Many people stop fishing for stripers during the warmer months because fish are harder to find in deep water. For the few who brave summer pleasure-boat traffic, the reward is often a four-fish limit of tasty filets. If you want to try your luck, try one of these proven techniques.
Live or cut bait. Drift or slow-troll live baits (1 mph or less) at depths from 30 feet to just off the bottom. Popular warm-water baits are shad, herring, shiners, perch, bream and black saltys. Attach the bait to a 1/0 or larger circle hook and tie it to the end of a Carolina rig using a half-ounce or larger slip sinker.
Deep jigging. When striper schools are found, some prefer to use a metal spoon and/or a bucktail instead of natural bait. Drop the lure just above the feeding fish and yo-yo it up and down. Usually the fish will strike while the lure is falling, so maintain a taut line so you can feel the bite. Depending on depth, wind and current, jigs from one-half ounce to 11/4 ounces are preferred. Best colors are white, yellow and chartreuse.
Deep trolling. Trolling allows anglers to cover large areas. You must use down riggers, down planers, lead core line or inline weights to get lures to depths of 30 feet or more. Best baits are bucktails, roadrunners, spoons and long-lipped diving baits.
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From June until September, stripers are in the deeper sections of river and creek channels. Many anglers fish Mountain and Reed's creeks. The Catawba River channel, from Markers 23 to 19 at the upper end of the lake and from Marker 11 to the dam at the south end, are also recommended areas.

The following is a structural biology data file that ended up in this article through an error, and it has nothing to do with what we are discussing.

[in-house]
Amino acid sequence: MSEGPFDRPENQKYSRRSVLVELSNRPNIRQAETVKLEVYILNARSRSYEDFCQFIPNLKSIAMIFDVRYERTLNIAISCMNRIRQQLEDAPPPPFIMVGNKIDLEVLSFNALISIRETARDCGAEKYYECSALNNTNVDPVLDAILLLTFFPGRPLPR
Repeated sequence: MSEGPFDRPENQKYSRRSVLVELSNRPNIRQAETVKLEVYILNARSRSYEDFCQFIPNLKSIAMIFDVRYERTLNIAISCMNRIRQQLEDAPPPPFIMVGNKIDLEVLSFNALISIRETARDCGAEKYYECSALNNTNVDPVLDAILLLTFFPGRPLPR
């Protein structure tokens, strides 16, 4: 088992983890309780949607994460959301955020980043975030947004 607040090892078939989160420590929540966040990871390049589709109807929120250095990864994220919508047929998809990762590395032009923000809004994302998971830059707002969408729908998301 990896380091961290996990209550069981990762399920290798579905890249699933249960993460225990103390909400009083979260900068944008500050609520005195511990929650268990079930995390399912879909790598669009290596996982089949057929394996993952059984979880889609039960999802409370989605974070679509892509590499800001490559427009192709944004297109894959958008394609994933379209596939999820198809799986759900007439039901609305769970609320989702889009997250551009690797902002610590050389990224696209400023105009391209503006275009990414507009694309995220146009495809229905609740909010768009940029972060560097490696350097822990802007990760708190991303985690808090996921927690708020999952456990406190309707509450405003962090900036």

Because stripers are nocturnal, many are caught at night. The most popular area is the deep water near Cowan's Ford Dam. Savvy anglers use waterproof lights to attract baitfish, which, in turn, attract stripers. The light draws fish to the boat and makes it easier to catch a limit.
Note: Between now and Sept. 30, most stripers become stressed and die when released. Therefore, anglers are encouraged to keep fish they catch. There is no size limit during this period, but the creel limit of four fish per day per angler is strictly enforced.
The Coast Guard Auxiliary will offer a boater safety and personal watercraft class Saturday at Kings Point Marina (Morning Star) in Cornelius. For details, contact John Marino at Marinoj@cgadavidson.org or 828-478-2507.
Light House Marine Services will offer a course titled "How to Safely Navigate Lake Norman" 6:30-9 p.m. June 17 at Gander Mountain, Exit 36, Mooresville, taught by me. I'll discuss topics including "Understanding Lake Norman's Marker and Buoy System," "Identifying and Learning How to Avoid Dangerous Shoals" and "How to Use and Interpret Lake Maps." The cost is $25. To register or for details, call Lt. Scott Spivey, 704-587-0325, or visit www.Lmservice.org.
Stripers are hitting near the islands north of the state park and in Mountain Creek from Slanting Bridge to the river channel. Bass are surface-feeding on points and in coves at dusk. Cat fishing is good to excellent off shallow points and near boat docks.